Athens, Ga. – The Georgia Museum of Art at the University of Georgia will host an emerging scholars symposium, “While Silent, They Speak: Art and Diplomacy,” March 28-29. Organized by the Association of Graduate Art Students at UGA, the symposium will be held in conjunction with the exhibition “Art Interrupted: Advancing American Art and the Politics of Cultural Diplomacy.” The symposium and associated events are free and open to the public.
The theme of the symposium expands the scope of the exhibition, which focuses on a 1940s U.S. State Department project that assembled a traveling exhibition of modern American art, by addressing the broader theme of diplomacy throughout the history of visual and material culture. The visual arts have been used to promote and facilitate diplomatic agendas, yet they have also challenged or impeded diplomatic efforts. Through the process of cross-cultural exchange, an object or image may shift in value and meaning, thereby illuminating, obscuring or reinforcing cultural differences.
Cynthia Schneider, Distinguished Professor in the Practice of Diplomacy at Georgetown University’s School of Foreign Service, will deliver the keynote address March 28 at 6 p.m. A reception will follow in the museum lobby.
Schneider is the former U.S. ambassador to the Netherlands. She also worked as assistant curator of European paintings at the Museum of Fine Arts in Boston from 1980 to 1984 and as associate professor of art history at Georgetown from 1984 to 1990. In 2006, she became senior non-resident fellow and coordinator of the arts and culture initiative of Brookings Institution at the Saban Center for Middle East Policy.
UGA graduate students Sandy McCain, Erin Dunn and Brooke Leeton have worked as co-chairs to organize the symposium. “This event grows out of an exciting new partnership between UGA’s Association of Graduate Art Students and the Georgia Museum of Art,” McCain said. “It is the first of a series of biennial symposia that will continue to strengthen this partnership, while fostering a learning environment in which emerging scholars come together and grapple with issues confronting art historians today.”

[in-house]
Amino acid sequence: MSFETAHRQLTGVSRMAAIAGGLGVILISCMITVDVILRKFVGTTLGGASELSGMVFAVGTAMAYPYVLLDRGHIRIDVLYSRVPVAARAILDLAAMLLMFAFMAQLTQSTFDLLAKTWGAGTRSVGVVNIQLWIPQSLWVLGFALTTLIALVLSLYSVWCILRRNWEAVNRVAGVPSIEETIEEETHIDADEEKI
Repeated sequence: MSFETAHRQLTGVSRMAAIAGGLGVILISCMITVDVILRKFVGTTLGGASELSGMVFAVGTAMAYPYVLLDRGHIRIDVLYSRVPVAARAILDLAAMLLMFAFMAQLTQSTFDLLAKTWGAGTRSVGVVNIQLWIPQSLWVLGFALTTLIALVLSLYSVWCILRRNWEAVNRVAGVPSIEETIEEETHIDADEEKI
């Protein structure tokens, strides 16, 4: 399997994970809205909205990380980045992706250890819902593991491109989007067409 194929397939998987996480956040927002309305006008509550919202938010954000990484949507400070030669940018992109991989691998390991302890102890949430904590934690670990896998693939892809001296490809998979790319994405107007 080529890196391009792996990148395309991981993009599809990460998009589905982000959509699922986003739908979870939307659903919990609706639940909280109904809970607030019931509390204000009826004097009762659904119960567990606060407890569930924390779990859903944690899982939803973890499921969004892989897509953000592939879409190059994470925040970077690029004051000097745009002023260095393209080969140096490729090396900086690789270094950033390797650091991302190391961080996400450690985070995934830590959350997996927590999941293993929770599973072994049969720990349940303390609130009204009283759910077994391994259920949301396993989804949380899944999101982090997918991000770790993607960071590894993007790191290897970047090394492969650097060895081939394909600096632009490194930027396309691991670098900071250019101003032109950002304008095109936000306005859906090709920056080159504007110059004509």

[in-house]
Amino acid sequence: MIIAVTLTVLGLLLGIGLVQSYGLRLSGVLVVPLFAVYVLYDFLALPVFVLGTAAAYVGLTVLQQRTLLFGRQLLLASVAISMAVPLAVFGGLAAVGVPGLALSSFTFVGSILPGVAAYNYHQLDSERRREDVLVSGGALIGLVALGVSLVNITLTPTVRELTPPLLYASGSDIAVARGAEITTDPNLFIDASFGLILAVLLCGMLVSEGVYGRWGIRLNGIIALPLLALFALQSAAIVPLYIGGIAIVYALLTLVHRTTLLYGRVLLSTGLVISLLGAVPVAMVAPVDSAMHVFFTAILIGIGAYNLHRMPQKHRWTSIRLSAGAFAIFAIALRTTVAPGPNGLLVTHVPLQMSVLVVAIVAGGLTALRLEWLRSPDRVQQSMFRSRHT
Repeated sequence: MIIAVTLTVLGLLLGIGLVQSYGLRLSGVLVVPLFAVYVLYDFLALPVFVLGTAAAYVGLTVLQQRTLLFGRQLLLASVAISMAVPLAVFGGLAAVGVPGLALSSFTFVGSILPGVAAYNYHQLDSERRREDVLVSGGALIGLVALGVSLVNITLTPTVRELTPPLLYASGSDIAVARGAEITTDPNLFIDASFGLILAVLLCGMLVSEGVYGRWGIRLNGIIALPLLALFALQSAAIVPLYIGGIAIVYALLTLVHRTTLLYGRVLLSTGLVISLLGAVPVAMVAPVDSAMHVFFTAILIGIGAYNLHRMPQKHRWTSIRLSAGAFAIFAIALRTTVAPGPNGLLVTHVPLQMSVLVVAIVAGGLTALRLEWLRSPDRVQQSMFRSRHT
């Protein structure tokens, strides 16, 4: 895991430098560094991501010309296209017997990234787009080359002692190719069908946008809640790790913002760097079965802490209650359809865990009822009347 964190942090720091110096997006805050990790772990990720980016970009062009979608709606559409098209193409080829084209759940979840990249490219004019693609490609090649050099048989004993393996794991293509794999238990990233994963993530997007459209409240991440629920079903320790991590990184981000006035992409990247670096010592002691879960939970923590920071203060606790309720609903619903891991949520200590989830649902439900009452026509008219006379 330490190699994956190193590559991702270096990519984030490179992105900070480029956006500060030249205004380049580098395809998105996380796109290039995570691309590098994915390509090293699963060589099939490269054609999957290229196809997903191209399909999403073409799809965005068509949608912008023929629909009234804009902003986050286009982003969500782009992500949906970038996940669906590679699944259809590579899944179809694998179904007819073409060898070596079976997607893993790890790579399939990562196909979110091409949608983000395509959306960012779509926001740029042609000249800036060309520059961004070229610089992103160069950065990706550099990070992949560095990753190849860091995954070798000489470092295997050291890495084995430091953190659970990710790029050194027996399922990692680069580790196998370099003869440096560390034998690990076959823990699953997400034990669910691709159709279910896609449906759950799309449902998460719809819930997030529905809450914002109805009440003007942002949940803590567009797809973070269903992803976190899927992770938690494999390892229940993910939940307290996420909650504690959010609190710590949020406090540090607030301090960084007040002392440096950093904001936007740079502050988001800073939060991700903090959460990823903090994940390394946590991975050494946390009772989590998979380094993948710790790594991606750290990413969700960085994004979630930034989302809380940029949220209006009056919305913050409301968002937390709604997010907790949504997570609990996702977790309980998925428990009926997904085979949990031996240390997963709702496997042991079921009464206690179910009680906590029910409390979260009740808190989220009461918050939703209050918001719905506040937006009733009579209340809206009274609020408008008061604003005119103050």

On March 29, symposium presentations will begin at 8:30 a.m. Nine emerging scholars will speak on topics including international support during the Spanish Civil War, 1950s Soviet-American cultural exchange, fear-driven artistic diplomacy in Eugène Delacroix’s work, a defunct musical diplomacy initiative and Franco-American artistic diplomacy on the eve of World War II. The presenters include Linnea West, master’s student at UGA, as well as scholars traveling from New York University, the University of North Carolina at Chapel Hill, the University of California at San Diego, the University of Iowa and University College, London.
The exhibition, accompanying catalog, educational programs and national tour of “Art Interrupted: Advancing American Art and the Politics of Cultural Diplomacy” are made possible by grants from the Henry Luce Foundation and the National Endowment for the Arts as part of American Masterpieces: Three Centuries of Artistic Genius.
Partial support for the exhibition and programs at the Georgia Museum of Art is provided by the W. Newton Morris Charitable Foundation and the Friends of the Georgia Museum of Art. Individuals, foundations and corporations provide additional museum support through their gifts to the University of Georgia Foundation. The Georgia Museum of Art is located in the Performing and Visual Art Complex on the East Campus of the University of Georgia. The address is 90 Carlton Street, University of Georgia, Athens, Ga. 30602-6719. For more information, including hours, see http://www.georgiamuseum.org or call 706-542-4662.